Upton maintained a frenetic pace during the week, speaking everywhere from local radio stations to Western Michigan University to explain that he thought the bill was unfairly put together and unveiled too late to cast an informed “yes” vote on it.

“From each scheduled visit with constituents to being stopped on the street this week, there has been widespread appreciation for Fred’s thoughtful consideration of the bill,” Upton spokesman Sean Bonyun said. “Fred had hoped that there would have been a bipartisan opportunity in the House — but unfortunately that never came to fruition.”

The White House estimated that 7,200 jobs will be created in Upton’s district and that 7,900 will be created in Miller’s.

But as Miller and Upton defended their choice to oppose the bill, Republican lawmakers who have less reason to worry about their re-elections were caught touting projects in a bill that, days earlier, they had derided as a liberal spending spree.

In what amounted to a very quick turnaround, Rep. Pete Hoekstra (R-Mich.) on Wednesday posted a message on Twitter urging first-time homebuyers to move fast because the “stimulus incentive is very generous! Up to 8k! Check it out.” But only one day earlier he was on Twitter describing the stimulus as a “Govt spending spree clearly not seen as the answer to difficult economic challenges.”

Hoekstra is considering running for governor in 2010.

GOP Reps. Don Young (Alaska), Blaine Luetkemeyer (Mo.), Ken Calvert (Calif.) and John Mica (Fla.) also issued celebratory statements about projects in the bill that would benefit their districts.

On Thursday, Mica was one of nine Florida Republicans to join with nine of their Democratic colleagues in writing to the Education secretary to request a waiver for their state to qualify for $2.7 billion in a key funding category of the bill.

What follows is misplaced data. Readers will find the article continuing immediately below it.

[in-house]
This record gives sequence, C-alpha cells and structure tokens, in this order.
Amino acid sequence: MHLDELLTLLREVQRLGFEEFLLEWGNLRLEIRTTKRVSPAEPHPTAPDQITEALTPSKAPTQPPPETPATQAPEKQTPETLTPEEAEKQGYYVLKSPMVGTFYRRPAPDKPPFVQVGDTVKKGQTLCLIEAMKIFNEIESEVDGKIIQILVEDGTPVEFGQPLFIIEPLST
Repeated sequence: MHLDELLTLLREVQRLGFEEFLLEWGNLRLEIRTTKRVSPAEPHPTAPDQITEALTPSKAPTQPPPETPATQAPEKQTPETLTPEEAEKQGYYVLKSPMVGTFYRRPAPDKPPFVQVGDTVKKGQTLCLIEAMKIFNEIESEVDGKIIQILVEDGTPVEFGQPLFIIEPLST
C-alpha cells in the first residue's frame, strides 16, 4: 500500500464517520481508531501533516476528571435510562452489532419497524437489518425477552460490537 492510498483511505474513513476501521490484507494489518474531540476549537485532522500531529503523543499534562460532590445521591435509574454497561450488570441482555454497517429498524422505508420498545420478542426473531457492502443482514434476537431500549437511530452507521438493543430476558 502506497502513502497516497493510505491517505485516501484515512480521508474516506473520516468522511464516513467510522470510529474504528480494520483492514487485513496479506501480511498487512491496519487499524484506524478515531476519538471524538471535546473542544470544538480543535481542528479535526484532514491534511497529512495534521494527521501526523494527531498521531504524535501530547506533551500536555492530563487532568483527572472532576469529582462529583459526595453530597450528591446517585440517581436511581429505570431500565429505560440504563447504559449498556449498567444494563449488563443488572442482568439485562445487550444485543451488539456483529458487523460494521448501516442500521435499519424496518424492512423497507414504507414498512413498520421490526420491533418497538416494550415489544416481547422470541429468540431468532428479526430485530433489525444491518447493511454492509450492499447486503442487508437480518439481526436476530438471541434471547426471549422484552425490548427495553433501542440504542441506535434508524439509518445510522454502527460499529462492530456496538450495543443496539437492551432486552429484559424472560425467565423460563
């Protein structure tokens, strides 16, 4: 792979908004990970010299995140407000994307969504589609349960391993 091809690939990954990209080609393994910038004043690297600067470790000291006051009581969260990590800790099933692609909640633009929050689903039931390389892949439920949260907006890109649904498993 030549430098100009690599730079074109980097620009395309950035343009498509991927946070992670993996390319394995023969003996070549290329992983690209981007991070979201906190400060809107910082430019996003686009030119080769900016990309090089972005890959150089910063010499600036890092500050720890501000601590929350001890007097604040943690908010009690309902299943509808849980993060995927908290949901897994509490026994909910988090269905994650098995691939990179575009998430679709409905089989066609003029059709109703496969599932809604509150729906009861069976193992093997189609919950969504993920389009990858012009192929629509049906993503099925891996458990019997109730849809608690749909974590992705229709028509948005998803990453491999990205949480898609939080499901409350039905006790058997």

“This critical funding is vital to protecting our schools from budget cuts and teacher layoffs. Because Florida has been hit especially hard by a rise in foreclosures, unemployment, and recent natural disasters, we are experiencing a crippling budget crisis. Now more than ever, we must invest in our state’s future,” the letter states.

Other Florida Republicans who signed onto the letter include Reps. Adam Putnam, Ileana Ros-Lehtinen, Lincoln Diaz-Balart, Tom Rooney, Mario Diaz-Balart, Ginny Brown-Waite, Cliff Stearns and Bill Posey.

Top Democrats have been grumbling about GOP Members taking credit for the perks of a package they loudly opposed.

“For House Republicans to unanimously vote against the economic recovery bill in Washington and then take credit for it at home is completely hypocritical. In these difficult times, Americans want action on the economy, not a bunch of Republican rhetoric,” said Brendan Daly, spokesman for Speaker Nancy Pelosi (D-Calif.).

Rep. Chet Edwards (D-Texas) said Republicans are illustrating that “it is easier to kick down a barn than to build one.” He specifically criticized former House Veterans’ Affairs Chairman Steve Buyer (R-Ind.) for complaining that the stimulus lacks sufficient VA funding.